Summer PressCamp 2016, Part I

Summer PressCamp 2016, Part I

One of the thing about PressCamp that makes it worthwhile to attend each year is the fact that there are always a few products that completely surprise me. Case in point: new eyeweard from Vancouver’s Ryders eyewear. Think about all the features that you might want in a pair of glasses. Your list might be a lot like mine. I’d want amazing clarity, photochromic lenses, an anti-fog coating, sharpened color to aid contrast and frames that don’t impede my vision.

They’ve delivered all that along with 70-percent polarization, to increase contrast and cut glare without causing the rocks to shine.

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Durability is a common issue with high-end eyewear. Amazingly, the staff from Ryders yanked on the frame of this pair of glasses like they were trying to break a turkey’s wishbone. I’ve never seen anything like it.

Traditionally, Ryders has been better known as a maker price point glasses. However, because their parent company owns more than 3000 different patents pertaining to eyewear and optics, they have access to an incredible array of technology. I wore them on my first ride here, an exploration of some of Deer Valley’s fire roads (plus a bit of singletrack). The lens is rose-colored and shifts to purple in bright sunlight. The change from light to dark and dark to light is quick. They’re $240, but impressed me enough to make me think they were worth it.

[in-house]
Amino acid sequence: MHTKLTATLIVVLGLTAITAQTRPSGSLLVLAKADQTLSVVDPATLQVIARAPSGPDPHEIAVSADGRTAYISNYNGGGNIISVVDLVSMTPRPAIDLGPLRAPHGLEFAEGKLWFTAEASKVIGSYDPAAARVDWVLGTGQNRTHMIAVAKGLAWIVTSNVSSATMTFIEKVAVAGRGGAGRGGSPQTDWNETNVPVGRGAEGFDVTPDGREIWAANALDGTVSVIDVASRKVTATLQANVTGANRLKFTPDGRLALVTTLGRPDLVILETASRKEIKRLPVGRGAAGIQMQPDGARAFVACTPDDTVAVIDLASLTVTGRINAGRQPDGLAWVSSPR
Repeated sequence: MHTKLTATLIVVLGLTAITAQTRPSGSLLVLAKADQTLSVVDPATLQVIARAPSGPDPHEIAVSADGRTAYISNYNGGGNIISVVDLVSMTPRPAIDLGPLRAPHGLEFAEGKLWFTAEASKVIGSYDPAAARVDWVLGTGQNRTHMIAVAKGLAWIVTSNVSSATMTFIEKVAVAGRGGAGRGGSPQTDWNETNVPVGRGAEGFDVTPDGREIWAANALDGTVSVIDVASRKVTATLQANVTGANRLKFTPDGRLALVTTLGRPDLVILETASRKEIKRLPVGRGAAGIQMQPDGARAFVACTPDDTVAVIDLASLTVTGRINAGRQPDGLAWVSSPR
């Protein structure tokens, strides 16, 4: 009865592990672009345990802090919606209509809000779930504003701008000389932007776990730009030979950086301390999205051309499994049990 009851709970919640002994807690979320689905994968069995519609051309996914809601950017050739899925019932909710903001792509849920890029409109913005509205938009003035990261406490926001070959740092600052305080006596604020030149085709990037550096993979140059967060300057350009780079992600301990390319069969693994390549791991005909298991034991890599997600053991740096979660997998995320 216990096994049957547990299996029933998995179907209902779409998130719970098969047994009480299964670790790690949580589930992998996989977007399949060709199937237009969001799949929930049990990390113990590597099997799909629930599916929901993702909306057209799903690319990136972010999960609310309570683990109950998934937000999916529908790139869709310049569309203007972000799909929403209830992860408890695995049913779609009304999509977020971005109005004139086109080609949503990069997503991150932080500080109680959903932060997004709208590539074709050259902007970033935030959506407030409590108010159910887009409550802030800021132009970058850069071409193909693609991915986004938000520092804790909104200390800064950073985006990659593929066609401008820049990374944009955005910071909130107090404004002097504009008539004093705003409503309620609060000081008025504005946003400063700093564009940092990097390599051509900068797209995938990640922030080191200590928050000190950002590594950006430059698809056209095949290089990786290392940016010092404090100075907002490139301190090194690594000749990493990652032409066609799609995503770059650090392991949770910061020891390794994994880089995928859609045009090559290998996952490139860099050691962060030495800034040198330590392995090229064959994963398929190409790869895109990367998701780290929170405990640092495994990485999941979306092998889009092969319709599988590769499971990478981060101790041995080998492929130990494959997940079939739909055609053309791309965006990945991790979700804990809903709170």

Thule was on-hand to show off a number of their products.

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Thule also showed off a new hitch rack that can accommodate everything from road bikes to fat bikes. Raising and lowering the rack is easier now and the cradles have been opened up to hold bigger tires more securely.

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Camelbak showed off a few new products, beginning with these new collapsible bottles. They hold 17 ounces of fluid; the unit on the left goes for $20, while the unit on the right, which is insulated, goes for $28. They use a bite valve, meaning you can squeeze the fluid out as well as suck it to make sure you get every drop. Once it’s empty, just roll it up and shove it in your jersey pocket.

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They also introduced a new bladder, the Crux, a 3.0 liter bladder that will speed water delivery and closes with a foolproof new top and includes an easier-to-grip handle for filling. It comes in two versions, depending on the type of pack you have.

 

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15 comments

  1. rick

    impressed me enough not to make me think they were worth it……..Are you sure this is what you meant to write ?

  2. Les.B.

    Since they make potato chip packaging that one can’t tear open with bare hands, it doesn’t surprise me that they can make sunglasses that you can’t break apart.
    What’s the range on these? Do they get light enough for low light conditions?

  3. Bruce

    Ordered from Ryder and I screwed up the 10% off and free delivery. Contacted them right away and the fixed my screw up. If their sunglasses are half as good as their customer service, I’m a customer for life!!